My Father Died for This by Lukhanyo Calata and Abigail Calata (Tafelberg)

When the Cradock Four’s Fort Calata was murdered by security agents of the apartheid machine in 1985, his son Lukhanyo was only 3 years old. Thirty-one years later Lukhanyo, now a journalist, is one of the SABC Eight.

He has defied Hlaudi Motsoeneng’s reign of censorship at the public broadcaster by writing an open letter declaring: “My father didn’t die for this.”

With his wife Abigail, Lukhanyo brings to life the father he never knew and investigates the mystery that surrounds his death despite two high-profile inquests.

A poignant and inspiring journey into the history of a family, the book traces the struggle against apartheid, beginning with Fort’s grandfather, Rivonia trialist and ANC secretary-general Reverend James Calata.

The introduction is by anti-apartheid activist Paul Verryn.

Ministry of Crime: An Underworld Explored by Mandy Wiener (Pan McMillan)

Wiener is one of the country’s best known and most credible journalists and, as an investigative reporter, has uncovered some incredible but true high-profile cases.

A follow-up to the bestselling book Killing Kebble: An Underworld Exposed (2010), Wiener’s latest tell-it-all examines how organised crime, gangsters and powerful political figures have been able to capture the law enforcement authorities and agencies.

According to Wiener, these various organisations have been eviscerated, hollowed out and left ineffective.

They have been infiltrated and compromised and, as a result, prominent underworld figures have been able to flourish in South Africa, setting up elaborate crime networks with the assistance of many cops.

She traces an underworld trajectory from Kebble to prominent underworld figures like Radovan Krejcir after having gained exclusive access to on- and off-record interviews with underworld characters and police officers at all levels.

Similar to The President’s Keepers, this explosive and immaculately researched book tells a frightening story of how frighteningly intertwined the worlds of politics, law enforcement and organised crime are.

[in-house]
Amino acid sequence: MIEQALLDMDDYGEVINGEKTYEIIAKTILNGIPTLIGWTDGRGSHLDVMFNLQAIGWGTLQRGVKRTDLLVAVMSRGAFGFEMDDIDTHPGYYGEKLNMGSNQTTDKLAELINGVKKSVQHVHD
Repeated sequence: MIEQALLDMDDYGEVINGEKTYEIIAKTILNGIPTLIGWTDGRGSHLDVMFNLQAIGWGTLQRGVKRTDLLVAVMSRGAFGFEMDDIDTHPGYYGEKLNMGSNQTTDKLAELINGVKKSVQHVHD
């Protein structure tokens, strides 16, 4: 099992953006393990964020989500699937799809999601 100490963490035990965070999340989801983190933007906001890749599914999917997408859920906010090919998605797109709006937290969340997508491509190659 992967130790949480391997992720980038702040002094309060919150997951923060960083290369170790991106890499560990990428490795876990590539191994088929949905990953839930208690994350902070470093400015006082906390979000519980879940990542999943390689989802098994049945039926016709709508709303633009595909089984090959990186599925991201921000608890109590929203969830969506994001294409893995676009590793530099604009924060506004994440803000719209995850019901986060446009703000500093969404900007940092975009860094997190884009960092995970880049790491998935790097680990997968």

The “Ministry of Crime”, says Wiener, runs from the very top ranks of senior politicians and high-ranking police officers all the way to the murky depths of the underworld.

'Speak No Evil' by Uzodinma Iweala (John Murray)

On the surface, Niru leads a charmed life. Raised by two attentive parents in Washington, DC, he’s a top student and a track star at his prestigious private high school.

Bound for Harvard, his prospects are bright.

But Niru has a painful secret: he is gay - which is an abominable sin to his conservative Nigerian parents.

No one knows except his best friend, Meredith, who appears to be the only person who doesn’t seems to judge him.

When his father accidentally finds out his secret, the fallout is brutal and swift.

With her own troubles to deal with, Meredith finds she has little left emotionally to offer him.

As the two friends struggle to reconcile their desires against the expectations and institutions that seek to define them, they find themselves spiralling towards a future more violent and senseless than they can imagine, in which neither will escape unscathed.

Speak No Evil is a novel about the power of words and self-identification and who has the power to speak for other people.